The Toyota Prius has made its way from a government incentive driven experiment to a very successful mainstream product offering. As such it really deserves to be noticed for its place in history. The Prius body styling and the kit subject matter in general, however, may only appeal to the Prius enthusiast.
The Fujimi kit represents the 2009 model year of the 3rd generation Prius and is an all new kit. White, clear and chrome trees are all individually bagged. Also included are soft rubber tires, a small decal sheet and window masks. Part count is just over 80 pieces and the build up is fairly simple. The result is a curbside model with no open elements.
The chassis pan and suspension build up easily and are molded with deep relief allowing for the use of washes and various other weathering effects to be applied to the underside. The suspension has poseable front wheels. Each wheel is installed with a vinyl bushing to allow them to roll; however, I was not able to install them and achieve smooth operation on all four wheels. The bushings look like the Tamiya competition but install in the wheel/rim itself rather than being encased in the wheel/brake hub.
The interior is tub style with a dash and seat backs making up the construction. The seat bottoms are molded to the tub. Door panel relief is weak but can not be seen well in the end. The only ejector pin marks that had to be dealt with were on the front seat backs. They were deep enough to take some two part filler, but smoothed out easily. The dash represents the unique look of the Prius well. The kit only supplies a right hand drive, so some may find disappointment with that. There are decals for radio display and the large dash instrumentation area. The instrumentation decal in particular was difficult to locate, as it fits down into a deep recess. If I trimmed the clear carrier from around the edges before releasing it from its backing, I think it would have fallen into place a lot easier.
The body certainly looks the part. It is not entirely a one piece unit. There is a separate roof panel, a grill, head and tail lamps and rear view mirrors. I consider the body styling to be, well, understated and felt it necessary to liven it up. I produced some home grown graphics and turned them into decals to give this econo-box a little WOW. I also accented the head and tail light covers with home made decals applied to the inside. One big disappointment for me was finding out the window masks were only templates (outlines to be cut out) not die cut.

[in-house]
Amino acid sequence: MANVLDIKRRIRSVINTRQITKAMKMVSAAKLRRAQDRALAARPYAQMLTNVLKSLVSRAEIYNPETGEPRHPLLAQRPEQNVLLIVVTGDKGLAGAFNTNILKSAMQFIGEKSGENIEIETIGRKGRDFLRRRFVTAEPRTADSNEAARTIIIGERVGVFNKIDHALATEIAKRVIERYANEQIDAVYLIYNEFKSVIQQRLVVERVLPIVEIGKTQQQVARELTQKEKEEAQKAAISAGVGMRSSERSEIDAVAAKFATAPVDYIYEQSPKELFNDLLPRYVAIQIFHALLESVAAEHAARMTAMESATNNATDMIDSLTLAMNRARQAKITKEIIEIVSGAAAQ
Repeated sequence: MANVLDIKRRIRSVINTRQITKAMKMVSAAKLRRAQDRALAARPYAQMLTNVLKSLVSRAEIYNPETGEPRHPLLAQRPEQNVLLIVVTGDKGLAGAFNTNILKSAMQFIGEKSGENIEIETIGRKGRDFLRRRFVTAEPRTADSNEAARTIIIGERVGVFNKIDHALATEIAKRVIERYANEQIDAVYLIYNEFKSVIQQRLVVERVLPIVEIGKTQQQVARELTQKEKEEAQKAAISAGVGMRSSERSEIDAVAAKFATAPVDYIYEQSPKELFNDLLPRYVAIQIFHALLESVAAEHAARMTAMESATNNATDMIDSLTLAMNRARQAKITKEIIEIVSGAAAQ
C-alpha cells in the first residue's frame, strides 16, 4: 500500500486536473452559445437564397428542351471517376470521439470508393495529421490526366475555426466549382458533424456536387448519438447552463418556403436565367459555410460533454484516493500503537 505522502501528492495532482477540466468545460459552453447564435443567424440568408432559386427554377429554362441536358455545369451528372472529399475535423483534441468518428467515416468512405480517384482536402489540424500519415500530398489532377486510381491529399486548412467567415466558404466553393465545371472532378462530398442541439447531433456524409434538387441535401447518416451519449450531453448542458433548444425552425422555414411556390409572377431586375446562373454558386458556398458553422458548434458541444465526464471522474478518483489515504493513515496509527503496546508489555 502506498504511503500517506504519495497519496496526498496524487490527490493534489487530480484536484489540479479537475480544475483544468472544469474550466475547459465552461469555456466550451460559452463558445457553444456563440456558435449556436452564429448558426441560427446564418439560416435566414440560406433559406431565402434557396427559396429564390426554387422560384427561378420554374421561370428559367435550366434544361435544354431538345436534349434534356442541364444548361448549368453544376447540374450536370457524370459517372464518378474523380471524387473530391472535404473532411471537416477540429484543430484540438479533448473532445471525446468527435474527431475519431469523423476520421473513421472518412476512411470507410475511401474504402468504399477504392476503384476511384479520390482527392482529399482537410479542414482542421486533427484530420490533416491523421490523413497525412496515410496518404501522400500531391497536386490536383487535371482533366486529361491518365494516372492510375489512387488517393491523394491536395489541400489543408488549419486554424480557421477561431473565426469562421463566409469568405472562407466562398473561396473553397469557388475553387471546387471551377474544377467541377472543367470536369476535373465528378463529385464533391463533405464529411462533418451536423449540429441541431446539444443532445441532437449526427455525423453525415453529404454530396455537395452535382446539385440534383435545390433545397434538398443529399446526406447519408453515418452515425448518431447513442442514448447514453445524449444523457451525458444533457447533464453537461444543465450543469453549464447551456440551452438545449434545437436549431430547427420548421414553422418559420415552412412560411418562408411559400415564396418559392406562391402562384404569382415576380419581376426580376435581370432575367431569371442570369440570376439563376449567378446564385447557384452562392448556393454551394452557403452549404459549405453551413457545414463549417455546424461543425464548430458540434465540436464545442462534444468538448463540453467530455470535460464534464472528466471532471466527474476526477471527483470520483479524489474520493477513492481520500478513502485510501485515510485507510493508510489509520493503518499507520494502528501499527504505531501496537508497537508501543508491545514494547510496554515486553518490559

Final assembly required no glue; the interior tub sat on the chassis and the body fits down over everything and snaps into place.
In conclusion, this is a good entry level kit that depicts a subject with perhaps limited appeal. It goes together easily but could benefit from having die cut window masks and a left hand drive option.
Hobby Link Japan is a personal favorite online source for automotive, motorcycle kits, aftermarket accessories and supplies although they cover much more; aircraft, armor, figures, Gundam, Sci-fi, etc. Their online store is easy to navigate, has a great search engine, provides prices in multi denominations and they really do have something for every one from snap-tite to multi-media at least as far as my automotive interests go. Knowing that this kit was provided by HLJ played a big part in my request to be considered for the assignment. At the onset of this project there were no aftermarket sets available however since then a PE detail set by Hobby Design has been listed. (‘Not Yet Available’ due out in Sept 2010)
Thanks to Scott Hards and HobbyLink Japan for the opportunity to build this review item.